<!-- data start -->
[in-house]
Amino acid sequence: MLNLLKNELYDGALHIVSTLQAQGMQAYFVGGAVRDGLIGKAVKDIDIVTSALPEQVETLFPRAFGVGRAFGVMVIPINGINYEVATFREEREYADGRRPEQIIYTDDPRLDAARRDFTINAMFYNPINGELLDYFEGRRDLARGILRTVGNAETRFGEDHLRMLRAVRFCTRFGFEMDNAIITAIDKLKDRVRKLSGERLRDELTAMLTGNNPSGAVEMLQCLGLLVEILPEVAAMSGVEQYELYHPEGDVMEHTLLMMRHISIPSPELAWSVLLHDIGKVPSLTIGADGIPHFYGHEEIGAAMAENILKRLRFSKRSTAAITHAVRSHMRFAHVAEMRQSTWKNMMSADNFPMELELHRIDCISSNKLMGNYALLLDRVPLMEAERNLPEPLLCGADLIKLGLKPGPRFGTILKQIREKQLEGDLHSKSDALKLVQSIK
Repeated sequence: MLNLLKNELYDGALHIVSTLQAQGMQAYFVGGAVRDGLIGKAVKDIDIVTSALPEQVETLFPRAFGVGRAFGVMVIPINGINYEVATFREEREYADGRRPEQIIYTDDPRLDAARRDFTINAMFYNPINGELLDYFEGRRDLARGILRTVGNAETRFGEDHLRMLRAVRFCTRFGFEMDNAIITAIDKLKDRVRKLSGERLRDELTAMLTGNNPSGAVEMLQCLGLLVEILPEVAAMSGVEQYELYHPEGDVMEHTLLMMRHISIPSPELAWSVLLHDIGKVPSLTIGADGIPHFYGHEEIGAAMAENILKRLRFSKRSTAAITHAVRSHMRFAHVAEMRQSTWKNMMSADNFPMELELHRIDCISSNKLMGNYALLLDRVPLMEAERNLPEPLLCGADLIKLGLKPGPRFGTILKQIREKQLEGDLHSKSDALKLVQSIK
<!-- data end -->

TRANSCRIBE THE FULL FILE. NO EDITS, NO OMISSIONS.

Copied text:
[in-house]
Amino acid sequence: MLNLLKNELYDGALHIVSTLQAQGMQAYFVGGAVRDGLIGKAVKDIDIVTSALPEQVETLFPRAFGVGRAFGVMVIPINGINYEVATFREEREYADGRRPEQIIYTDDPRLDAARRDFTINAMFYNPINGELLDYFEGRRDLARGILRTVGNAETRFGEDHLRMLRAVRFCTRFGFEMDNAIITAIDKLKDRVRKLSGERLRDELTAMLTGNNPSGAVEMLQCLGLLVEILPEVAAMSGVEQYELYHPEGDVMEHTLLMMRHISIPSPELAWSVLLHDIGKVPSLTIGADGIPHFYGHEEIGAAMAENILKRLRFSKRSTAAITHAVRSHMRFAHVAEMRQSTWKNMMSADNFPMELELHRIDCISSNKLMGNYALLLDRVPLMEAERNLPEPLLCGADLIKLGLKPGPRFGTILKQIREKQLEGDLHSKSDALKLVQSIK
Repeated sequence: MLNLLKNELYDGALHIVSTLQAQGMQAYFVGGAVRDGLIGKAVKDIDIVTSALPEQVETLFPRAFGVGRAFGVMVIPINGINYEVATFREEREYADGRRPEQIIYTDDPRLDAARRDFTINAMFYNPINGELLDYFEGRRDLARGILRTVGNAETRFGEDHLRMLRAVRFCTRFGFEMDNAIITAIDKLKDRVRKLSGERLRDELTAMLTGNNPSGAVEMLQCLGLLVEILPEVAAMSGVEQYELYHPEGDVMEHTLLMMRHISIPSPELAWSVLLHDIGKVPSLTIGADGIPHFYGHEEIGAAMAENILKRLRFSKRSTAAITHAVRSHMRFAHVAEMRQSTWKNMMSADNFPMELELHRIDCISSNKLMGNYALLLDRVPLMEAERNLPEPLLCGADLIKLGLKPGPRFGTILKQIREKQLEGDLHSKSDALKLVQSIK